So I am conducting some literature searches on behalf of someone. I stumbled across a meta-analysis which used 23 studies. It tested the homogeneity of the studies used, using what I think is a Cochran's Q test. The output is as follows:

Heterogeneity: $\hat{\tau}^2 = 0.11$; $Q = 35.59$, $df = 13$ ($P = 0.0007$); $I^2=63%$

The issue is that I think this output means that these studies fail the test of homogeneity and thus a meta-analysis is not appropriate. Am I incorrect in this?

My second question is: Does increasing the number of studies used increase the heterogeneity anyway and thus might it be the case that this test was going to be significant anyway due to sample size?

Any help in understanding this would be greatly appreciated.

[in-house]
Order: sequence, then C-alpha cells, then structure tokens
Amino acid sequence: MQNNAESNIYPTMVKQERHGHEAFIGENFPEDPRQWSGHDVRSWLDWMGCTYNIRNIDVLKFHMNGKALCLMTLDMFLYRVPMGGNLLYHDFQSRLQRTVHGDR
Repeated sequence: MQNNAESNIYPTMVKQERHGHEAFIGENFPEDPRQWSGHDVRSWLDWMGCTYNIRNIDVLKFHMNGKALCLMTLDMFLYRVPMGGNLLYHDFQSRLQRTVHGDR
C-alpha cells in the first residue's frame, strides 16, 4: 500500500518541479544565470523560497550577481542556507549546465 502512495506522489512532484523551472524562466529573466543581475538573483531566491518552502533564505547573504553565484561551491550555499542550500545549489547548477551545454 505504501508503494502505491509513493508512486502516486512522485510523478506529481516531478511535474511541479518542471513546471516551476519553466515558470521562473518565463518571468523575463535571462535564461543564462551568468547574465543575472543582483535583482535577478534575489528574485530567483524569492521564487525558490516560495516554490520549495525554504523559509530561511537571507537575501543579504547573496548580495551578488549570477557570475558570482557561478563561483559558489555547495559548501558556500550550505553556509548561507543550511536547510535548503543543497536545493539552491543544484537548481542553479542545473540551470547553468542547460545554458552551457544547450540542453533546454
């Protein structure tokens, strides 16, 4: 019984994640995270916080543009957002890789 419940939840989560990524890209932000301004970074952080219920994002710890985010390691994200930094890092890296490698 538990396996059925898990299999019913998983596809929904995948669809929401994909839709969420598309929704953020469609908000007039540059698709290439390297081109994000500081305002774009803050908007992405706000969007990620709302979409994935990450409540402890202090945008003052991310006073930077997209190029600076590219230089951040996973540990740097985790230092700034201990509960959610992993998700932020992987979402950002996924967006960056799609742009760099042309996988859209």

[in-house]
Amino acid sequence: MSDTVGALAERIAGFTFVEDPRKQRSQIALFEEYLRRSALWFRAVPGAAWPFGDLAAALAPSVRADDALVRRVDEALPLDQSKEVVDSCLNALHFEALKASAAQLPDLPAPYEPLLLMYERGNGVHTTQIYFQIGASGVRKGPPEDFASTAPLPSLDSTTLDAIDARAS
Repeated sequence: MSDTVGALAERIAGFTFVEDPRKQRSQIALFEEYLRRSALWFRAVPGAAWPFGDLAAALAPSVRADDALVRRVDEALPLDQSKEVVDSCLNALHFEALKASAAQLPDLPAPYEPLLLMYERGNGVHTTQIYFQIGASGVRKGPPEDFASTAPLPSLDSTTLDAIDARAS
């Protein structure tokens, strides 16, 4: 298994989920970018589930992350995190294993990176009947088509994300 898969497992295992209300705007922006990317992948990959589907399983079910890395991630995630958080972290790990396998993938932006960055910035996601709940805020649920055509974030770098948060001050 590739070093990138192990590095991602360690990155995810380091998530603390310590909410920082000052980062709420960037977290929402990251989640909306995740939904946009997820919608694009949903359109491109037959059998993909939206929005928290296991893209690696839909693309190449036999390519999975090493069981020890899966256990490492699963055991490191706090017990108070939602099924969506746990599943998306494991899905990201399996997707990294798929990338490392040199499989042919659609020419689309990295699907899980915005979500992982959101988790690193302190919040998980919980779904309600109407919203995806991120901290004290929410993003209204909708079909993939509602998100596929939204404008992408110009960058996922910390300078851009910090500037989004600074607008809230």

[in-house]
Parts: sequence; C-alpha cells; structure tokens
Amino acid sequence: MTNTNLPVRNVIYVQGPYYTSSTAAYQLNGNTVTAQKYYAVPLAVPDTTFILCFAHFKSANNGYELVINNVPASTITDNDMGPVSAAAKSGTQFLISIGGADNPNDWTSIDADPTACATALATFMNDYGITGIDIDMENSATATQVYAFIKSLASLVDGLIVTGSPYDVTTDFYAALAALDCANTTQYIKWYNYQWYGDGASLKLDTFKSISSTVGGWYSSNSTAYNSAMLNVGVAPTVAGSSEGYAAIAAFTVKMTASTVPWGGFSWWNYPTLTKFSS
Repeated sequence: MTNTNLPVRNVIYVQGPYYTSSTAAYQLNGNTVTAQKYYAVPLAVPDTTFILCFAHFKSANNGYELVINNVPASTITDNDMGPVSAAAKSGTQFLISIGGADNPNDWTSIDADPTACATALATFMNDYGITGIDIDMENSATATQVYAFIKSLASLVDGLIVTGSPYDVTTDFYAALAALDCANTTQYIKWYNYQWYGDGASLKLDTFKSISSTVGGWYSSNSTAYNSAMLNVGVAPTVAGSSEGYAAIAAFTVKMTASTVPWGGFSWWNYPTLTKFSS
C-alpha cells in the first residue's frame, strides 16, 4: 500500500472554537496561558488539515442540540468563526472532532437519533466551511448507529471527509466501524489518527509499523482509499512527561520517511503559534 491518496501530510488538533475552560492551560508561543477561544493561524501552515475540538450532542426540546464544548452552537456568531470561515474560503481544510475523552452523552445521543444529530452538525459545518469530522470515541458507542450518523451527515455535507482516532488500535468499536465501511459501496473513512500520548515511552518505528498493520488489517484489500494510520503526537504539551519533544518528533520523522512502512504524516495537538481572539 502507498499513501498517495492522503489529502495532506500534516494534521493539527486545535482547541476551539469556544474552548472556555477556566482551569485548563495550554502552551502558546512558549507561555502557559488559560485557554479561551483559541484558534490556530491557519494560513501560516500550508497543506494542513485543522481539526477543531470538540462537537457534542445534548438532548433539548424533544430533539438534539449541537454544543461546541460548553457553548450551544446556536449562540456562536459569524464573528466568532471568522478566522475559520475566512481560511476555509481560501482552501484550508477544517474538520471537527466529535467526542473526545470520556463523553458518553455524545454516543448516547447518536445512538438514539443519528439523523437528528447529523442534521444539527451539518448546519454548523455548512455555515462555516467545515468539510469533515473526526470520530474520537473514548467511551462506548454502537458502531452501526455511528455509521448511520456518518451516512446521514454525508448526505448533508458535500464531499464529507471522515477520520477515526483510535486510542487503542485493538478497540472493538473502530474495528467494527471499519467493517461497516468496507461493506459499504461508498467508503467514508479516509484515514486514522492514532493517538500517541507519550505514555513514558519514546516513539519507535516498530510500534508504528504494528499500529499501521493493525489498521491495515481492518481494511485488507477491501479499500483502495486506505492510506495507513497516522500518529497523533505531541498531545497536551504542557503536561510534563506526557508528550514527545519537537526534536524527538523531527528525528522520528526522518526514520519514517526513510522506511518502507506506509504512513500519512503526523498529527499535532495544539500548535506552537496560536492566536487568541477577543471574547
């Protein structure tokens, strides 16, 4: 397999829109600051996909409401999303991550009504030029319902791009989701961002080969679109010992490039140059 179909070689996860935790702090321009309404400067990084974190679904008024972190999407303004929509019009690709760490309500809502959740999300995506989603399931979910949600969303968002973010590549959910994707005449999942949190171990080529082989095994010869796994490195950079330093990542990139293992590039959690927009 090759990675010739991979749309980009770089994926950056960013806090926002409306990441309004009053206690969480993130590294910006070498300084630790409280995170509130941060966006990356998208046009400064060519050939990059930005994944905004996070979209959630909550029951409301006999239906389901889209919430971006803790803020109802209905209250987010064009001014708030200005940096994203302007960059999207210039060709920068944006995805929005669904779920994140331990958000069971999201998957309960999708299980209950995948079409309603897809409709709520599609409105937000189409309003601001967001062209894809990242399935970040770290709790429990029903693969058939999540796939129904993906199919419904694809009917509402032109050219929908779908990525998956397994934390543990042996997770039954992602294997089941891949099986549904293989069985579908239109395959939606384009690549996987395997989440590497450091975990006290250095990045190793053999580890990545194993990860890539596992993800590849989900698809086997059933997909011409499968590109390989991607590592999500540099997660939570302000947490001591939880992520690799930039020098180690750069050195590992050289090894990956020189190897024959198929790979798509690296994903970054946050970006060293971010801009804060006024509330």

The null hypothesis that is tested by the Q-test is that the true effects/outcomes are homogeneous. Since the test is significant, we would reject that null hypothesis and conclude that the true effects are heterogeneous.

I would not say that the studies "fail" the test, but phrasing is a matter of taste. More importantly, there is no reason to consider a meta-analysis inappropriate just because the test is significant. I don't know what kind of analyses the authors did, but the common strategy is to account for heterogeneity by fitting a random-effects model, which provides us with an estimate of the average true effect (and an estimate of the amount of variance in the true effects -- that is in fact the $\hat{\tau}^2$ value).

With respect to the second question: Increasing the number of studies does not automatically increase the amount of heterogeneity. However, the power of the Q-test to reject the null hypothesis increases as the number of studies increases. But this assumes that the true effects are really heterogeneous. If they are homogeneous, then the chances that you will reject the null hypothesis is not influenced by the number of studies.

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